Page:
Undergraduate Ecosystems: In Cyberspace with Social Bots
Social Interaction Laboratory
The Social Interaction Lab is an interdisciplinary research hub that combines psychology, communication, computing and design to understand how people interact with technology. The lab focuses in particular on studying technologies that are social, such as mobile-health apps, multiplayer games and social media. Many of the recent projects revolve around technology and mental health, including the development of a mobile app to support women in STEM, the use of bots to provide social support in virtual environments, and an examination of how algorithms and human moderation practices help combat online harassment.
“The primary question my students and I explore is how technology facilitates positive or negative interactions between people and society," says Donghee Yvette Wohn, assistant professor of informatics and the lab's director. One of the goals of our research is to see if we can replicate and provide human warmth and a sense of personal connection through the devices and programs we create or adapt. We look for ways to make computer programs and apps more personable, including adding physical stimuli and incorporating social bots.”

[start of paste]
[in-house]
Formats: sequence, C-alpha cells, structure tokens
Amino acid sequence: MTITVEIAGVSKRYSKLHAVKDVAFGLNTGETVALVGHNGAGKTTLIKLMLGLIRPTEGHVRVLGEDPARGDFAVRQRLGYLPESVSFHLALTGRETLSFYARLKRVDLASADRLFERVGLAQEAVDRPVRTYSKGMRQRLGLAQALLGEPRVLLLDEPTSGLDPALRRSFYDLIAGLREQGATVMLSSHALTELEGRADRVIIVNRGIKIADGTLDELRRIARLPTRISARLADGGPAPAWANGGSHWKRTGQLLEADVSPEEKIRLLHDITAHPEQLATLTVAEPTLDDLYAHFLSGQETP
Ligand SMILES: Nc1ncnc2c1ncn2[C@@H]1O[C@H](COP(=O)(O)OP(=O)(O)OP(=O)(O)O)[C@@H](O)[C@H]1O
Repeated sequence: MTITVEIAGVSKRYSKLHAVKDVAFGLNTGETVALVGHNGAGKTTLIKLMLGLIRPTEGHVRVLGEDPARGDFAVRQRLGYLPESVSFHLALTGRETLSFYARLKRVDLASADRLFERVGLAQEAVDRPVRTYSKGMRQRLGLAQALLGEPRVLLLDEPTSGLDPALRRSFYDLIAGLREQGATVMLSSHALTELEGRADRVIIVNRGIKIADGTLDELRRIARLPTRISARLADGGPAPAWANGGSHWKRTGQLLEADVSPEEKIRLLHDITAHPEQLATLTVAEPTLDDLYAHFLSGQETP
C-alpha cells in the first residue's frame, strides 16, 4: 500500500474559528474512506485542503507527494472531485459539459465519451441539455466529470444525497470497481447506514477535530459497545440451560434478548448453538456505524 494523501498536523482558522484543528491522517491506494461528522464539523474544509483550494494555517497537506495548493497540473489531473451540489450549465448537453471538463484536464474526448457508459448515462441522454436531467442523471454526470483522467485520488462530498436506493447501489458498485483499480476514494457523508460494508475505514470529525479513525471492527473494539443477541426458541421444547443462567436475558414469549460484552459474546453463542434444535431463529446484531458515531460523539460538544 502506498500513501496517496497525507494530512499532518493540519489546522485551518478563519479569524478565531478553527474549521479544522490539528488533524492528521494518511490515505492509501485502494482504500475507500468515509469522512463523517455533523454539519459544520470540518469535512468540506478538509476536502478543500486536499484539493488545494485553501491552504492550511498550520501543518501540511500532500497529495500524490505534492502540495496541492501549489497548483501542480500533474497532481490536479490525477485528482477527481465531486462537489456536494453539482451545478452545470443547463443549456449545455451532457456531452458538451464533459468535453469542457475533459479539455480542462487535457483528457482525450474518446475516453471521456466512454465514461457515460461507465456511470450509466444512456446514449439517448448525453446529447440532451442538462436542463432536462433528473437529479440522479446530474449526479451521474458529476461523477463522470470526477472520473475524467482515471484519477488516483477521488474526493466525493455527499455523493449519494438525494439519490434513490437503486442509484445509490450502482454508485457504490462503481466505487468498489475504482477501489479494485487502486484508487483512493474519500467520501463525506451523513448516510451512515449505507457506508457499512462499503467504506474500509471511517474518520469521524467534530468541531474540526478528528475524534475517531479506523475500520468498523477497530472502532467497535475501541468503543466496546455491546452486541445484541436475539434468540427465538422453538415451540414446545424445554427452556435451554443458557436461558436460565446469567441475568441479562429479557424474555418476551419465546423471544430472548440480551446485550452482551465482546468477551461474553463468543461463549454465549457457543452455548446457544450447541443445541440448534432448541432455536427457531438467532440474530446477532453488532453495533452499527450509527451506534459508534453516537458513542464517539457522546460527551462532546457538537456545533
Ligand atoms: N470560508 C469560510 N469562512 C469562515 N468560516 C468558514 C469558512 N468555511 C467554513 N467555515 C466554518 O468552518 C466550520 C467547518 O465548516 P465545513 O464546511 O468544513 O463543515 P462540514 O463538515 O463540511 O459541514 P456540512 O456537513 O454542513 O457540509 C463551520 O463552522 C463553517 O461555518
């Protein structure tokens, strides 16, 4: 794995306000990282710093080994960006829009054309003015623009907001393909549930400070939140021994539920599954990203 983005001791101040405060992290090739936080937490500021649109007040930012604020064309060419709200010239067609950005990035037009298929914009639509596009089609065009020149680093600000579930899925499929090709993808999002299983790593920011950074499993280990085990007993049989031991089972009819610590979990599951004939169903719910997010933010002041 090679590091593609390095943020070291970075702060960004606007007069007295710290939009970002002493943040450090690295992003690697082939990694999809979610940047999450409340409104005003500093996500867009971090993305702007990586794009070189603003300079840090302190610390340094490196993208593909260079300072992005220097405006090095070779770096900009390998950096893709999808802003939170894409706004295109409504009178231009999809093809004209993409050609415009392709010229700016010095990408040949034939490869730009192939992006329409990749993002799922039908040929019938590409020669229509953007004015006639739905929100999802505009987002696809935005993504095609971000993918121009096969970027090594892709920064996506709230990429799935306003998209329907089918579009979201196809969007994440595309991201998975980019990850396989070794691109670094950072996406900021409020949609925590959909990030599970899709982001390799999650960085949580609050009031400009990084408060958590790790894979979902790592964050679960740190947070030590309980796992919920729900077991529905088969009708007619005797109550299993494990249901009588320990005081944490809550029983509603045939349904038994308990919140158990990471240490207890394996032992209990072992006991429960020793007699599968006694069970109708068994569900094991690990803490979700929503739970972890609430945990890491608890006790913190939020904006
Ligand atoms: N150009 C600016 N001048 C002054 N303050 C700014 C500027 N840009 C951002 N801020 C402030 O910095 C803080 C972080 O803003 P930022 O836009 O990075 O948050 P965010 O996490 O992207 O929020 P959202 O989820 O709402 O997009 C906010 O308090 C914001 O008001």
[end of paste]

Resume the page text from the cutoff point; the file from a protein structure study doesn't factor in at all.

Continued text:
A team of eight students from five disciplines joined forces to develop a mobile application called “Virtual Sisters” to provide a virtual community for women in S T EM majors. “ Women are still underrepresented in S T EM, and, for that reason, can have difficulty identifying mentors and peers,” posited Indraneel Kulkarni ’17, the team’s Android developer. The app gave students a private space to discuss their experiences, ask questions and form connections with people across departments they may never have met in class. Women said replacing the “like” button with “hug” amplified feelings of connection and support.
Juan Rios ’18 and Victor Chue ’18 were curious about the effect of temperature on interactions with conversational agents, or chatbots, similar to Siri or Google Assistant. “If you were warmer, would you feel more open toward it?” Rios explains. Participants held human-like conversations with a chatbot, first with no stimulus and then while gripping either a cold or hot object. They compared feelings of closeness. “ Some people were weirded out. Others noticed no difference,” notes Chue. Fellow researchers were intrigued, however. The pair was invited to present their published work at GROUP, the Association for Computing Machinery conference.
TALKING HEALTH CARE ON THE STREETS OF NEWARK
Biology student Basma Abukwaik ’17 wanted to know whether women in Newark would be willing to use telehealth applications, specifically videoconferencing on their smartphones, to connect with providers such as doctors, nutritionists and life coaches. Binder in hand, she hit the streets to ask city women 10 questions – and got some surprising answers. “The bigger question is how technology can fill health care gaps for people who lack access,” she recounts. “A nursing student I interviewed on the street said it might be better to improve transit systems so people could get to their doctors.”